Here is what I would say on this subject. The first thing to look at is the brisket itself. I am assuming that you bought a whole or half beef from a meat processor in your area, if that is the case then you have a good piece of meat to start with. If on the other hand you bought it at a store then first check to see if it has been injected already. If it has, federal labeling requirements mandate that the packer label is as follows (or something similar) injected with a 15% solution of _________. Usually what they inject is water, salt, and phosphates of some kind.
If the beef is from the store, you can still inject flavor but be careful how much sodium you have in the flavor, it may get salty. The phosphates will help keep the beef moist during/after cooking and will also help with some tenderness. Its not a bad thing other than you are paying for someone else's water!
Now, if you have fresh beef that hasn't been injected you can have more fun. Injecting is always a good idea in my opinion, as you are adding moisture to the meat along with putting flavor in the muscle tissue as well as on the outside. What you inject is another fun thing. I usually find a marinade or injectable seasoning that has some phosphate in it so that the moisture and seasoning will stay in the meat a bit better. What flavors you choose is totally up to your pallet and imagination. I have a marinade that I use called Pa's Black Bull BBQ that has a sweet and spicy taste to it. It also has phosphate in it. The marinade has enough sugar/dextrose that it glazes over during cooking and creates a nice crust and some of the best burnt ends I've ever had. I also know of people that inject a Butter Flavored seasoning into the meat and do different topical rubs. If you think it will taste good give it a try.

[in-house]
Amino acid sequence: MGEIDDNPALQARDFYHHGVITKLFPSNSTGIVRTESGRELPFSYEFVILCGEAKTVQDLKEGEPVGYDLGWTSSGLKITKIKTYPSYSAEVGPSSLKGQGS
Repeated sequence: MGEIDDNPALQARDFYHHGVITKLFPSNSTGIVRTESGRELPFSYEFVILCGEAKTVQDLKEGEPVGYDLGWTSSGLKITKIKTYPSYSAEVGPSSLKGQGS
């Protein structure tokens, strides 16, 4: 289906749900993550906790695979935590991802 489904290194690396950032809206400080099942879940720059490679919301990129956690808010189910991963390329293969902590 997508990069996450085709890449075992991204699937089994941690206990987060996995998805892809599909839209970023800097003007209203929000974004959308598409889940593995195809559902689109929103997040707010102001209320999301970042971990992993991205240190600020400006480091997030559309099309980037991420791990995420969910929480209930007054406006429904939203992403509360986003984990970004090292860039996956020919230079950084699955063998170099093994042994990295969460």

As far as the injecting of the meat goes, you probably won't get more than a 20% pump. Meaning the weight of the marinade you inject will be about 20% of the weight of the meat. This may not seem like much but trust me its enough! Make sure to use an injector that has multiple holes on the needle, this will help with a more even distribution of the marinade. Just make sure that you inject all parts of the meat and as evenly as you can, watch the muscles as you inject and they will plump up. Its fun to watch! Go from both sides of the meat as well as from the ends to get it evenly pumped.
At this point you can rub on a seasoning and go straight to the oven/smoker or let it sit and soak for a while, your choice. eman is correct, don't re-use the liquid that runs out of the meat, consider it contaminated and dispose of it.
Enjoy, there is nothing quite like a good brisket. In fact, we have some in the smoker right now.